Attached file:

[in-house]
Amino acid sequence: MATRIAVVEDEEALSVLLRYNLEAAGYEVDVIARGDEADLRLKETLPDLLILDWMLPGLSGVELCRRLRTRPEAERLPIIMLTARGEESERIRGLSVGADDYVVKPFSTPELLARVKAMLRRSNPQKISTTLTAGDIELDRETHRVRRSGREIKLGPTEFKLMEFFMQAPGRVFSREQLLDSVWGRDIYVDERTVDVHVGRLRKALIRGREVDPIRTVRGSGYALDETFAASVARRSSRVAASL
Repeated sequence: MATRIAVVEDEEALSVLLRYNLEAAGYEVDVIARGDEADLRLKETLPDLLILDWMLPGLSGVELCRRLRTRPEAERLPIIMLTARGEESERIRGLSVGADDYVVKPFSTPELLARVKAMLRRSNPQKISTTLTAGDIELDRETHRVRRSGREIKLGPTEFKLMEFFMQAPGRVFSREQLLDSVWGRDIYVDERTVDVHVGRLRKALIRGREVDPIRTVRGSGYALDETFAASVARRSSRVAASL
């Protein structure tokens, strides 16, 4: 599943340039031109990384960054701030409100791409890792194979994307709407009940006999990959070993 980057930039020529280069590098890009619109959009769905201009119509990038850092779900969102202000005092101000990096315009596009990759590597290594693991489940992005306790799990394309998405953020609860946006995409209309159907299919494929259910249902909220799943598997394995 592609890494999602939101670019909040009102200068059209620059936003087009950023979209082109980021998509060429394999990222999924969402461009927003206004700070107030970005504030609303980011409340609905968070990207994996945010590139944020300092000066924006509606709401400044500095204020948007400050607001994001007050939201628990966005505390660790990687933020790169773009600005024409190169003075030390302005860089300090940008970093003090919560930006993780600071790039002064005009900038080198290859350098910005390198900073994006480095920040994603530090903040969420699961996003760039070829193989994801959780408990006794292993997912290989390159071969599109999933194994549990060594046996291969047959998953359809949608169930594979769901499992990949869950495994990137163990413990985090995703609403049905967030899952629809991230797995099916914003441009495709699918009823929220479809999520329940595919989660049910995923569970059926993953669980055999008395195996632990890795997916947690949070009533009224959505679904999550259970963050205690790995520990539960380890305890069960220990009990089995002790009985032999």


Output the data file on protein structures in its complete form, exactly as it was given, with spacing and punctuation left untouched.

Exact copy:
[in-house]
Amino acid sequence: MATRIAVVEDEEALSVLLRYNLEAAGYEVDVIARGDEADLRLKETLPDLLILDWMLPGLSGVELCRRLRTRPEAERLPIIMLTARGEESERIRGLSVGADDYVVKPFSTPELLARVKAMLRRSNPQKISTTLTAGDIELDRETHRVRRSGREIKLGPTEFKLMEFFMQAPGRVFSREQLLDSVWGRDIYVDERTVDVHVGRLRKALIRGREVDPIRTVRGSGYALDETFAASVARRSSRVAASL
Repeated sequence: MATRIAVVEDEEALSVLLRYNLEAAGYEVDVIARGDEADLRLKETLPDLLILDWMLPGLSGVELCRRLRTRPEAERLPIIMLTARGEESERIRGLSVGADDYVVKPFSTPELLARVKAMLRRSNPQKISTTLTAGDIELDRETHRVRRSGREIKLGPTEFKLMEFFMQAPGRVFSREQLLDSVWGRDIYVDERTVDVHVGRLRKALIRGREVDPIRTVRGSGYALDETFAASVARRSSRVAASL
């Protein structure tokens, strides 16, 4: 599943340039031109990384960054701030409100791409890792194979994307709407009940006999990959070993 980057930039020529280069590098890009619109959009769905201009119509990038850092779900969102202000005092101000990096315009596009990759590597290594693991489940992005306790799990394309998405953020609860946006995409209309159907299919494929259910249902909220799943598997394995 592609890494999602939101670019909040009102200068059209620059936003087009950023979209082109980021998509060429394999990222999924969402461009927003206004700070107030970005504030609303980011409340609905968070990207994996945010590139944020300092000066924006509606709401400044500095204020948007400050607001994001007050939201628990966005505390660790990687933020790169773009600005024409190169003075030390302005860089300090940008970093003090919560930006993780600071790039002064005009900038080198290859350098910005390198900073994006480095920040994603530090903040969420699961996003760039070829193989994801959780408990006794292993997912290989390159071969599109999933194994549990060594046996291969047959998953359809949608169930594979769901499992990949869950495994990137163990413990985090995703609403049905967030899952629809991230797995099916914003441009495709699918009823929220479809999520329940595919989660049910995923569970059926993953669980055999008395195996632990890795997916947690949070009533009224959505679904999550259970963050205690790995520990539960380890305890069960220990009990089995002790009985032999």